In our neighborhood, Design Review applies only outside the landmark district. It doesn't apply in single family zones.
Pointers for making a difference through Design Review
- Familiarize yourself with Design Review. Read this brief and comprehensive overview.
- If you understand these terms and their purposes in Design Review, you'll be a much more effective participant.
- It helps to walk the vicinity beforehand. You may know the place well, but at the sidewalk level you'll probably notice important details about the site and its surroundings.
- Look at nearby buildings that work well. What makes them successful? Is it well-placed entries? Tall windows? Overhead canopies? Creative tilework? A good sense of proportion? Figure out what works, and be ready to tell the Board about it.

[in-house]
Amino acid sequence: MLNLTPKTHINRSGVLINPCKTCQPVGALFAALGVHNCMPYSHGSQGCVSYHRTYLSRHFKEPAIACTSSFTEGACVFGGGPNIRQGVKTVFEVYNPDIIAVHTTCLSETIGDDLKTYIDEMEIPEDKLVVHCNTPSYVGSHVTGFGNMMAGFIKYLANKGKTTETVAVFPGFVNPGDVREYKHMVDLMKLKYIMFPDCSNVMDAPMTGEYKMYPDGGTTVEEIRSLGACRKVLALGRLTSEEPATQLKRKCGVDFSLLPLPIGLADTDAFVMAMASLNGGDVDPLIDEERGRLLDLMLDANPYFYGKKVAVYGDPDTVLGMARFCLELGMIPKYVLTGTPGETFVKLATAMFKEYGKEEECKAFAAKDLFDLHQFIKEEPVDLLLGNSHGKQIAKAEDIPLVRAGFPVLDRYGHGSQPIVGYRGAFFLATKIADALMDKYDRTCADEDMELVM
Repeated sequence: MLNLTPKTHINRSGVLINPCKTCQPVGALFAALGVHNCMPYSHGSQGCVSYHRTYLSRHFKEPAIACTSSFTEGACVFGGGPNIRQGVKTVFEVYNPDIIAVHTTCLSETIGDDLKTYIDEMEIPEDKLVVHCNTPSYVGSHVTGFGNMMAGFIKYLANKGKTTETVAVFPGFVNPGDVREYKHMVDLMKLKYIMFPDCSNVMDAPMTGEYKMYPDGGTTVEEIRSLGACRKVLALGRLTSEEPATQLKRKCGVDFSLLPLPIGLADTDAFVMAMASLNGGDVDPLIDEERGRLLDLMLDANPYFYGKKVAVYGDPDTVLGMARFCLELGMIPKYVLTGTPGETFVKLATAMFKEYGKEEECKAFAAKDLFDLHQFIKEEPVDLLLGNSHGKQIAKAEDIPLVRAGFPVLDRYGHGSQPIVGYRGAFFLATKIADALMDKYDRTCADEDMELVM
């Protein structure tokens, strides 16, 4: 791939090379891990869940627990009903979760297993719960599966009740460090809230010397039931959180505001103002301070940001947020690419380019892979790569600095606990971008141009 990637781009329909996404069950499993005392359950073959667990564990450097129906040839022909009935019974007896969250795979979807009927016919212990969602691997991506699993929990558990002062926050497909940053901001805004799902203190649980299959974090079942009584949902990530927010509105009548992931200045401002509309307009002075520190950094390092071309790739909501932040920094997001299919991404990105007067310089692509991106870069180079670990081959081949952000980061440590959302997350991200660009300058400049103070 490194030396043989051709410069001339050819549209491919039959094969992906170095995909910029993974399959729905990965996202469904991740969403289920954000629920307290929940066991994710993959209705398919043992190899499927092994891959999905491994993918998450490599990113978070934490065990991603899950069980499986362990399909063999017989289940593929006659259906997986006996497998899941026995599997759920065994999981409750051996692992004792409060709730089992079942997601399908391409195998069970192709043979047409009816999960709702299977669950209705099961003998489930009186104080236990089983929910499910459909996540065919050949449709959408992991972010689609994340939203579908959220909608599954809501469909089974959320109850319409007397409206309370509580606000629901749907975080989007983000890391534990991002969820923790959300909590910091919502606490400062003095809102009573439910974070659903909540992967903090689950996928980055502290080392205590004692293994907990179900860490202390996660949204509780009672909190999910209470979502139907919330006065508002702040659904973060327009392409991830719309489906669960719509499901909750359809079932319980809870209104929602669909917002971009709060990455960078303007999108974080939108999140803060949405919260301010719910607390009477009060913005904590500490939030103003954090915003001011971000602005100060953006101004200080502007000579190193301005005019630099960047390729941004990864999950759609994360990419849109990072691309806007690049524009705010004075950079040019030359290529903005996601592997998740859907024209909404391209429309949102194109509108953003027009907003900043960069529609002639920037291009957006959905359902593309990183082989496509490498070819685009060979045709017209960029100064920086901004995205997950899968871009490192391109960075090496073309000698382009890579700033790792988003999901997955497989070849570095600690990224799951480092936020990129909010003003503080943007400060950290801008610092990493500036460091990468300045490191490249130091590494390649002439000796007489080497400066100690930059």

- Decide what elements you think are most important to make this new project a good neighbor. Relate those priorities to a specific design guideline, and you've just delivered the Board some very useful and relevant input for their deliberations.
- Use your time wisely. There's generally only 20 minutes for public comment.
- Don't address questions to the design team — their response eats into your time and your neighbors'. You're there to inform the Board about how this design will best fit into your neighborhood.
- You may want to raise your concerns about parking, traffic, and other issues related to increased urban density. Don't — the Design Review Board isn't empowered to consider these issues. Address those issues later to the assigned Department of Planning and Development land use planner.
- Board members are empowered to give guidance and recommendations. Good urban design can involve tough choices, and it makes a difference when Board's directives are bolstered by considered public comment.